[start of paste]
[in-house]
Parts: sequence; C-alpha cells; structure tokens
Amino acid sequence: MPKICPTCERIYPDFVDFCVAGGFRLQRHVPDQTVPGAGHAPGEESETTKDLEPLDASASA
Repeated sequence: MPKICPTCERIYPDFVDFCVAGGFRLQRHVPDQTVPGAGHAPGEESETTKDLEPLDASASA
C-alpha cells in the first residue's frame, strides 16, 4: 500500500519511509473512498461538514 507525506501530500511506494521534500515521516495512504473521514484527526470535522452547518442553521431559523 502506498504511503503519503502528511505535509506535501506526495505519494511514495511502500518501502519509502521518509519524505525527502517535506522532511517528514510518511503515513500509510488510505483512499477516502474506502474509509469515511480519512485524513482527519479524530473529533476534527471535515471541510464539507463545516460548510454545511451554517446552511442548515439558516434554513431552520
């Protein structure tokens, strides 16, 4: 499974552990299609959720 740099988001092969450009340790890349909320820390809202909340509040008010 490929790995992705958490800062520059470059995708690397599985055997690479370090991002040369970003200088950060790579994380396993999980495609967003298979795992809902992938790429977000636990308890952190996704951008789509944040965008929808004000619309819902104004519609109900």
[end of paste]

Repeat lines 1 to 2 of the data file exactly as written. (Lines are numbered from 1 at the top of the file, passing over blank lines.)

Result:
[in-house]
Parts: sequence; C-alpha cells; structure tokens